My father’s daughter

She feels that some people are making a big deal out of their differences in their opinions. “They want me to say that my dad’s opinion is wrong. I’m not going to do that. He is my father. Would you do that to your father? I respect his opinions the way he respects mine.”

Bissme S., The Sun

THE world knows him as the former prime minister of Malaysia but to Datin Paduka Marina Mahathir, Tun Dr Mahathir Mohamad is the man she calls dad.

He was strict about matters pertaining to school but, at the same time, very affectionate towards his children, says this writer and human rights activist about her father.

“He cannot tolerate bad manners and rudeness,” adds Marina, 55, who is the first of seven children of the 86-year-old Mahathir and Tun Dr Siti Hasmah Mohd Ali.”

“I remember as a child, he spanked me because I stuck my tongue out at our gardener.”

But when it comes to his 17 grandchildren, it is a totally different picture. The strict father turns into a much more lenient and indulgent grandfather.

“Once I smacked one of my children lightly and he scolded me: ‘Don’t smack my granddaughter’!

But like any child growing up with strong opinions, Marina’s obvious support for the Bersih street demonstrations last year and this year had set some tongues wagging that it had caused a serious rift between father and daughter.

Marina, however, denies this. “I took part in Bersih because I believe in fair and clean elections. I don’t think I’ve done anything wrong.”

“I’ve stated my opinions and my dad has stated his opinions. Our opinions happen to be different.”

“But both my father and I believe that it’s okay to have different opinions.”

She feels that some people are making a big deal out of their differences in their opinions.

“They want me to say that my dad’s opinion is wrong. I’m not going to do that. He is my father. Would you do that to your father?”

“I respect his opinions the way he respects mine.”

Marina also feels that her father had brought about much progress to the nation during his tenure as prime minister.

“I know people would say that I only have good things to say about him because he’s my father.

“But I’m sure that our history would reflect a much more balanced account of his contributions to this country.

“As people enjoy the fruits of development, they want more. In particular, they want more space for different ideas to be aired and for that, they need the freedom of expression and speech.”

Marina says Malaysians generally do not appreciate her father until they travel and meet foreigners, especially other Asians, who yearn for a leader like him.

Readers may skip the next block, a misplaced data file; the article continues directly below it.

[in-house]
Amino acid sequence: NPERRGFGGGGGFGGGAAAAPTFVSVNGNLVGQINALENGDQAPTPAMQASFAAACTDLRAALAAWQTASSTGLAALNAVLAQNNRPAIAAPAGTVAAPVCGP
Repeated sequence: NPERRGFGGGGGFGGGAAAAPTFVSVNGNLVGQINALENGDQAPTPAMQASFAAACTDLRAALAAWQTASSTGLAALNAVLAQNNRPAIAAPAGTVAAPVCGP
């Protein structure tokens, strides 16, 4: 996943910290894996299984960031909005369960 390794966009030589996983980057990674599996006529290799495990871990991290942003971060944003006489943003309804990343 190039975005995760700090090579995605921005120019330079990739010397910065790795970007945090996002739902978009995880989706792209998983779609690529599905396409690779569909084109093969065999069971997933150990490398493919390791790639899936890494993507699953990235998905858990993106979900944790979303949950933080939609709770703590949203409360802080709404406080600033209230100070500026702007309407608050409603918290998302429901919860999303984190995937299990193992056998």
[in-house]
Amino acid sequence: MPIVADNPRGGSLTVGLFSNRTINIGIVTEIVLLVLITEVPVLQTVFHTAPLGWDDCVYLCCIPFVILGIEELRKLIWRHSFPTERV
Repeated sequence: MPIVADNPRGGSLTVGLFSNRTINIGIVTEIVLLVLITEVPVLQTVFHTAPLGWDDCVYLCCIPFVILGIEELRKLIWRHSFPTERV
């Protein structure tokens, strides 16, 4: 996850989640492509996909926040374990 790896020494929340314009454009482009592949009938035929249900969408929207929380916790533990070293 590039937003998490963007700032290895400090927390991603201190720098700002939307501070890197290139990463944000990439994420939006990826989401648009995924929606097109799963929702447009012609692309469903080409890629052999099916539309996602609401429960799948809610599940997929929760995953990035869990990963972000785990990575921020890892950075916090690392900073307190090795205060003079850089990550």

Recalling a 2008 visit to the Asian University for Women, on whose International Advisory Committee she sits, in Chittagong, Bangladesh, she says the people there looked up to her father and regarded him with respect and admiration.

“I was treated like a rock star’s daughter when I was there,” she recalls. “Everywhere I went, I was greeted by journalists and people eager to meet me just because I was related to him.

“They admired dad for what he had done for Malaysia. They wished they could have a leader like him.”

On allegations that Mahathir had curbed press freedom in Malaysia when he was the prime minister, Marina has this to offer: “He had, shall we say, a fractious relationship with the media. It was one of those things I’d always disagreed with him.”

“But he was always far-sighted when it came to new technology.”

“I remember one of his ministers wanted to ban the use of fax machines but he would not allow it.”

“We must also not forget that he set up the Multimedia Super Corridor.”

“Whatever you may say about my dad, you cannot deny that he has an intellect far superior to that of most people today. He certainly reads more than almost anyone in public office too.”

When asked about her opinion on internet forums that criticise her father, she says: “I don’t read what they say. What’s the point of reading them? They are not going to change their opinions, no matter what you do.”

“My father had never gone around thinking that he’s the most popular guy on earth. If you do your job with the idea of being popular, you already have the wrong approach.”

“For that matter, I don’t even read his fan forums either.”

She also points out that her father was a strong supporter of women’s rights and one of the few leaders around who had the guts to stand up against those religious scholars who used religion to deny women their rights.

“Once, my friend told me that she had heard an Ustaz declaring in his religious sermon that ‘it’s better to roll in mud with a pig than shake hands with a woman’.”

“Later, I told this to my mum and she related it to dad.”

“Then, at the very next Umno general assembly, my father brought up what the Ustaz had said and asked how he could have forgotten that his mother, sisters and wife were also women and how he could have spoken of them in such a degrading manner.”

“For saying that, my father received a standing ovation, including from those women who really should have stood up against men who have such a sexist attitude.”